5. Mikolji, I., 2009 - Tropical Fish Hobbyist 635: 70-75
    Cardinal tetras in their natural nabitat.
  6. Oliveira, C. A., G. S. Avellino, K. T. Abe, T. C. Mariguela, R. C. Benine, G. Orti, R. P. Vari, and R. M. Corrêa e Castro, 2011 - BMC Evolutionary Biology 11(1): 275-300
    Phylogenetic relationships within the speciose family Characidae (Teleostei: Ostariophysi: Characiformes) based on multilocus analysis and extensive ingroup sampling.
  7. Reis, R. E., S. O. Kullander and C. J. Ferraris, Jr. (eds), 2003 - EDIPUCRS, Porto Alegre: i-xi + 1-729
    Check list of the freshwater fishes of South and Central America. CLOFFSCA.
  8. Weitzman, S. H. and W. L. Fink, 1983 - Bulletin of the Museum of Comparative Zoology 150(6): 339-395
    Relationships of the neon tetras, a group of South American fishes (Teleostei, Characidae), with comments on the phylogeny of New World characiforms.

11 Responses to “Paracheirodon axelrodi – Cardinal Tetra (Cheirodon axelrodi, Hyphessobrycon cardinalis)”

  • mattcarr

    Found this article very interesting and useful.
    I have learned the hard way that Siamese Fighters [M & F] do not mix well with this fish, so do bear that in mind when choosing new tank mates for this beautiful fish.

  • Communeguy

    Actually, in my experience they do quite well. I’ve had a tank going with ten P. Axelrodi and one male B. Splendens for about eight months now without incident.

  • paul thompson

    Correction re spawning: Cardinals are night spawners. I’ve observed group spawnings which normally take place around midnight. Interestingly, this will take place even if the aquarium lights are switched on. The fish also exhibit their ‘night time’ colour pattern even if the aquarium is lit during spawning.


  • Hi Paul, thanks for the info, I’ve changed that part now. Is the rest of the breeding section ok?

  • paul thompson

    Hi Matt – posted a reply yesterday but it didn’t appear. Anyway, try again:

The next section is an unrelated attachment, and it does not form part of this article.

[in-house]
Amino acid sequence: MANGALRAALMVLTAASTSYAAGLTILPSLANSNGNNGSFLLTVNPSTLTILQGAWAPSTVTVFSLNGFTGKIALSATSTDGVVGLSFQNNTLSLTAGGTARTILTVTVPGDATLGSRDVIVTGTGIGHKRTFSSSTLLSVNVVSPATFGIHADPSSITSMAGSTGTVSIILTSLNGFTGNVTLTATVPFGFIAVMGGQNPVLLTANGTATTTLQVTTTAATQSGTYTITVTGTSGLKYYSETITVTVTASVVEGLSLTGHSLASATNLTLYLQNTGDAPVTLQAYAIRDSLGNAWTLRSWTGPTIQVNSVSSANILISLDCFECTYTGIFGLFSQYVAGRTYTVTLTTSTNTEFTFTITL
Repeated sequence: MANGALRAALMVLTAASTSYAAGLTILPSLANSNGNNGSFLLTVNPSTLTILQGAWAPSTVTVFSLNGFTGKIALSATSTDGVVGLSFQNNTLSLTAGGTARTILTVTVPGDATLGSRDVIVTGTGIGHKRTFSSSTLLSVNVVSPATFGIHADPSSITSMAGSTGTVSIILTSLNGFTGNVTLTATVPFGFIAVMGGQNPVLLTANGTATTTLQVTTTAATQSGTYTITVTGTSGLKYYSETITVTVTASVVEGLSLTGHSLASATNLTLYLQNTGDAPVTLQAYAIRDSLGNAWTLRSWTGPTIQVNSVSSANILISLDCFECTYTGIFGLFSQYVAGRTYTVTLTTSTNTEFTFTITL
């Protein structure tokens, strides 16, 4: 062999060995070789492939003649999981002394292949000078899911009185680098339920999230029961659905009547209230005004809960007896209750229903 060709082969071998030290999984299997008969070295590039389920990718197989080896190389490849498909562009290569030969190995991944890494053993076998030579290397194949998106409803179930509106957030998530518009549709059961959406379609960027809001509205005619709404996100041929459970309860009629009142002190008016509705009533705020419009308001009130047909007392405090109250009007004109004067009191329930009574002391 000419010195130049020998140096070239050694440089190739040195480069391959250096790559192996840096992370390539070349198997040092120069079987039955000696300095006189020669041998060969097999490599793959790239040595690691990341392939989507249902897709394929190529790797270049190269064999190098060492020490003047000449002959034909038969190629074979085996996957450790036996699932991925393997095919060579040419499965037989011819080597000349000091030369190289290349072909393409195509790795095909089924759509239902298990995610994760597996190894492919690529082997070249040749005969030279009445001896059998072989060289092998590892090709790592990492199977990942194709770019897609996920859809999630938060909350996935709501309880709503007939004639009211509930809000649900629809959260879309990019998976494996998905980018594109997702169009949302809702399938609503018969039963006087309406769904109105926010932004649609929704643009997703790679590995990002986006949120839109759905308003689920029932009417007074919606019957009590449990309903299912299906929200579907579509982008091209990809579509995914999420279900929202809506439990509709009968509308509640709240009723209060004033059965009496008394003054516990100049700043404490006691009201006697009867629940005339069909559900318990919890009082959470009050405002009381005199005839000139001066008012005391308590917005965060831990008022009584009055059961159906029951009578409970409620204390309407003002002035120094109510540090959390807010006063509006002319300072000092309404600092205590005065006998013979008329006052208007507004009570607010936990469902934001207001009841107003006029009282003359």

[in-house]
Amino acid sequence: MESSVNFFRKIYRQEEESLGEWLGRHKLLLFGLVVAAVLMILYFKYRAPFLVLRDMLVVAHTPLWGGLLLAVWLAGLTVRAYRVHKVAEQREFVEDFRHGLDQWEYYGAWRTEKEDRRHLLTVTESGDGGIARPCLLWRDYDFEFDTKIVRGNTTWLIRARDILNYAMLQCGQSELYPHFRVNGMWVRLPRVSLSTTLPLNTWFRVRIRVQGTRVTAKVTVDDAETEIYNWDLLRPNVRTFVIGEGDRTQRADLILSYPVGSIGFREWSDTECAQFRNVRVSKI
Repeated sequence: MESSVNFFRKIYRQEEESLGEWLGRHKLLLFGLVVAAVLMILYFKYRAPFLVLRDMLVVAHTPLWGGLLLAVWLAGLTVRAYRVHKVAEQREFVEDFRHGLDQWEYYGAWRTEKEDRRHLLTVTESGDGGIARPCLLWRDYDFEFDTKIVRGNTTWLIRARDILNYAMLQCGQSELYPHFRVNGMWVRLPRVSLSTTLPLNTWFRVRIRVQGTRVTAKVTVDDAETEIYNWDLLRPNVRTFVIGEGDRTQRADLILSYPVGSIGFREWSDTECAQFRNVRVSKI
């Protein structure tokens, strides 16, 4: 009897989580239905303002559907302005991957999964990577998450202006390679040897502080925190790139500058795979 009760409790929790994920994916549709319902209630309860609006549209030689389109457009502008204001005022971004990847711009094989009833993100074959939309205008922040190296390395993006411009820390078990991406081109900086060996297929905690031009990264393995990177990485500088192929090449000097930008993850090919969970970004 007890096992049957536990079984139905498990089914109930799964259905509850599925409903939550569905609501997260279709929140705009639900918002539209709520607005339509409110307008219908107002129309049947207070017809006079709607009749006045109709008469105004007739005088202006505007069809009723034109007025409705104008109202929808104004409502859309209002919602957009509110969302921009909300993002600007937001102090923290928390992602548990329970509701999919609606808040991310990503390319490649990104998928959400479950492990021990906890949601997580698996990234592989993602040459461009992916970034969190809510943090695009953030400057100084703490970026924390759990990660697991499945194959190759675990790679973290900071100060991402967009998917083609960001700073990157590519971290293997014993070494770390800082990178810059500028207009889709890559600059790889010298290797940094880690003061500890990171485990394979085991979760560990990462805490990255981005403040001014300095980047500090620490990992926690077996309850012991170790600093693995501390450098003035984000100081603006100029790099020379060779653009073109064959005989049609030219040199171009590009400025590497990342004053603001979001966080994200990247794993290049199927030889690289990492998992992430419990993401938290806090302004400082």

breeding info seems okay now. I do however, believe that Cardinals are seasonal spawners (Jan – Feb). I also suspect that breeders in the Czech Republic use hormones to regulate / contol spawinings?

    Males also have VERY flat stomachs (almost like a straight line). The pic above looks like a female to me. Also I would not choose the fattest females for spawning as there may be problems with them being ‘egg-bound’. This is certainly the case with the common Neon, which unlike the Cardinal, which is very prolific and breeds all year round.

  • Sverting

    I’ve seen Cardinal tetras as big as mine Parosphromenus with my own two eyes. They were ca 4-5cm long.

  • Hi Sverting is that standard length (SL) or total length (TL)? In the profiles we use the former.

  • Sverting

    I’m not counting the tail. They were MUCH bigger than adult P. innesi.

  • According to this research: http://www.scielo.br/pdf/aa/v38n4/v38n4a23.pdf you will have a mortality rate between 17 and 30% if you keep these fish on the lowest temperature mentioned in this article? I would suggest safe temperatures ranging from 23 to 29 degrees celsius.

  • Thanks for the input, this has now been updated.

  • rockarolla70

    Thanks SF, this article with all the additional comments/responses, has given a total insight bout the P.axelrodi.

    Cheers !